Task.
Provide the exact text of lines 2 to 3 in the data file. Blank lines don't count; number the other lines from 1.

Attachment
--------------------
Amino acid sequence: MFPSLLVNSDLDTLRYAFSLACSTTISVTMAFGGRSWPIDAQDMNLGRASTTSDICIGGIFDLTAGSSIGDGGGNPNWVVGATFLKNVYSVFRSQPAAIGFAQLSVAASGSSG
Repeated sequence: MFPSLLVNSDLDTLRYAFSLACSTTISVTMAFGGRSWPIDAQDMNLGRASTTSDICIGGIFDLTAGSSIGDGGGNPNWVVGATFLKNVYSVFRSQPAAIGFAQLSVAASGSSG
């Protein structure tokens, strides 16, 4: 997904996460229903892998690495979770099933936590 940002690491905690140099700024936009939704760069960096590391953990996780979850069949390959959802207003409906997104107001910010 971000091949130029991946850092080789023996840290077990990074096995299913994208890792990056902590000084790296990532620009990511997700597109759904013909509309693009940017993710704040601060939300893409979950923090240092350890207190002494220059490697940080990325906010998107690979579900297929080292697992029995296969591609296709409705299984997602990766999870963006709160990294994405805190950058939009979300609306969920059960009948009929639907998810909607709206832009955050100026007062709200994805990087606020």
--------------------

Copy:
Repeated sequence: MFPSLLVNSDLDTLRYAFSLACSTTISVTMAFGGRSWPIDAQDMNLGRASTTSDICIGGIFDLTAGSSIGDGGGNPNWVVGATFLKNVYSVFRSQPAAIGFAQLSVAASGSSG
């Protein structure tokens, strides 16, 4: 997904996460229903892998690495979770099933936590 940002690491905690140099700024936009939704760069960096590391953990996780979850069949390959959802207003409906997104107001910010 971000091949130029991946850092080789023996840290077990990074096995299913994208890792990056902590000084790296990532620009990511997700597109759904013909509309693009940017993710704040601060939300893409979950923090240092350890207190002494220059490697940080990325906010998107690979579900297929080292697992029995296969591609296709409705299984997602990766999870963006709160990294994405805190950058939009979300609306969920059960009948009929639907998810909607709206832009955050100026007062709200994805990087606020």